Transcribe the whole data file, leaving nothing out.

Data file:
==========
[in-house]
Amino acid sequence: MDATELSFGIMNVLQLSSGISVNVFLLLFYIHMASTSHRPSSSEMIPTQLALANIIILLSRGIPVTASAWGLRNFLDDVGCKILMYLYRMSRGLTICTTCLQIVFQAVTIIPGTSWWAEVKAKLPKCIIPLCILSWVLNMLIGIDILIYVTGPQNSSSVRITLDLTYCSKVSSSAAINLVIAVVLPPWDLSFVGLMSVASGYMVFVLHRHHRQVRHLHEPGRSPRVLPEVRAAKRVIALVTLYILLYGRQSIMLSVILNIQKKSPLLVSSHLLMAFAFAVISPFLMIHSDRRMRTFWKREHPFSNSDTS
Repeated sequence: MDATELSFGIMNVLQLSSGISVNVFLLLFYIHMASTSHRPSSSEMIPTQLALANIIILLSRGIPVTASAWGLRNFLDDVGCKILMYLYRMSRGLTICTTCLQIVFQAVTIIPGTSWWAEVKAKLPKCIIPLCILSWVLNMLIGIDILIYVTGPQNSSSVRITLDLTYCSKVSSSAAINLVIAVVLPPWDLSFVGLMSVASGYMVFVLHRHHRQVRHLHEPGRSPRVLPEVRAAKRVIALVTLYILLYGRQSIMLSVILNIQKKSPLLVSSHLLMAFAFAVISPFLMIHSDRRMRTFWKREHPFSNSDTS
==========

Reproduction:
[in-house]
Amino acid sequence: MDATELSFGIMNVLQLSSGISVNVFLLLFYIHMASTSHRPSSSEMIPTQLALANIIILLSRGIPVTASAWGLRNFLDDVGCKILMYLYRMSRGLTICTTCLQIVFQAVTIIPGTSWWAEVKAKLPKCIIPLCILSWVLNMLIGIDILIYVTGPQNSSSVRITLDLTYCSKVSSSAAINLVIAVVLPPWDLSFVGLMSVASGYMVFVLHRHHRQVRHLHEPGRSPRVLPEVRAAKRVIALVTLYILLYGRQSIMLSVILNIQKKSPLLVSSHLLMAFAFAVISPFLMIHSDRRMRTFWKREHPFSNSDTS
Repeated sequence: MDATELSFGIMNVLQLSSGISVNVFLLLFYIHMASTSHRPSSSEMIPTQLALANIIILLSRGIPVTASAWGLRNFLDDVGCKILMYLYRMSRGLTICTTCLQIVFQAVTIIPGTSWWAEVKAKLPKCIIPLCILSWVLNMLIGIDILIYVTGPQNSSSVRITLDLTYCSKVSSSAAINLVIAVVLPPWDLSFVGLMSVASGYMVFVLHRHHRQVRHLHEPGRSPRVLPEVRAAKRVIALVTLYILLYGRQSIMLSVILNIQKKSPLLVSSHLLMAFAFAVISPFLMIHSDRRMRTFWKREHPFSNSDTS